I would posit, if you're worried about "the children" that their families pose more of a risk to them.

    See this article

    If it's because you just don't like fat people, well, never mind. There, there.

    However, if you want to extend life and live a healthy one, that one is something we can talk about. At length. As long as you don't proselytise, or judge other people, and as long as you accept that for the common good of all of us, reducing sugar in our diets is a biggie but not bigger than the violence in our homes, or the poverty in our communities, or the social inequities that exist all around us.

    These conversations become entirely moot unless we start to talk about the other things I have just mentioned.
    If you're well off and middle class, you police your own intake of food, not other people's.
    You don't get to do that.

    Mt Eden, Auckland • Since Nov 2006 • 3136 posts Report Reply

  • Deborah, in reply to Russell Brown,

    Please, stop using the word “obesity”.

    I have an on-going, low level campaign in my party to stop using this word. I didn't mean to direct that remark at just the people writing and commenting here.

    It's a finger wagger word, and people feel targetted by it. It has the rhetorical structure of, "Oh, we don't me you, dear. It's your fat we don't like." As if a person can somehow be separated from their body.

    I'm hopeful that if we stop talking about the war on obesity, and start talking about the war on fat people (I'm feeling a little ill just typing those words), then we cut down on the horrible language stigmatising fat people and telling them that they're the ones at fault, and start focusing on health and healthy ways of living, and healthy ways of designing our communities and patterns of work and the like.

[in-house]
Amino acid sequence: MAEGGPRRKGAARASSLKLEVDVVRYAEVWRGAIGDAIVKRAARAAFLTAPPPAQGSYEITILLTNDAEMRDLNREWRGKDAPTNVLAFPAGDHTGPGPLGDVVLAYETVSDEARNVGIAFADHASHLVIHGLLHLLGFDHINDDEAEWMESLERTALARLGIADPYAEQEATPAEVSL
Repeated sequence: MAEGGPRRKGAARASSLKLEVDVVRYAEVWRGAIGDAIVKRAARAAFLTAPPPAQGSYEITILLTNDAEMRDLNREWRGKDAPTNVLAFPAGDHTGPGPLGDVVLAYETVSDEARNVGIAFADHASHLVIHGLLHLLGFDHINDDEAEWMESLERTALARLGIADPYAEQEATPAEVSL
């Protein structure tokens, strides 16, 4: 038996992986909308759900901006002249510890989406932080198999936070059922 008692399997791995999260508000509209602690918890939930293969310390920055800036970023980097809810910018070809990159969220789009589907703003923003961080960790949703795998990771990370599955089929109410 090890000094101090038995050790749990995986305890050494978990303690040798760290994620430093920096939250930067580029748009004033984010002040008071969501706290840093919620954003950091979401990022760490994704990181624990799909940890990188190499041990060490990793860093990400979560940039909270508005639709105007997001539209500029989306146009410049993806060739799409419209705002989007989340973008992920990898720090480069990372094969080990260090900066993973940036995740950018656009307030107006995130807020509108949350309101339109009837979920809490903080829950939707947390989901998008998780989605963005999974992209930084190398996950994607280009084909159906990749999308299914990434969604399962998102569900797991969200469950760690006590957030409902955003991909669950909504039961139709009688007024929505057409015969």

Regarding diabetes, and weight, skinny people get diabetes too, and there's on-going research into the obesity paradox. I don't know enough to do anything more than google "obesity paradox and take a look at what seem to be the more reliable sources there.

    Point is: this stuff around fatness and fat people and health is incredibly complex, and any public policy solutions may need to be similarly complex. And in the meantime, it would be good to stop stigmatising fat people.

    New Lynn • Since Nov 2006 • 1445 posts Report Reply

  • steven crawford, in reply to Jackie Clark,

    Why are we worried about policing food?

    I'm no more interested in policing food as recreational drugs. My interest is regulating the ways people market these things.

    Atlantis • Since Nov 2006 • 4163 posts Report Reply

  • giovanni tiso, in reply to Russell Brown,

    Although it wouldn’t be easy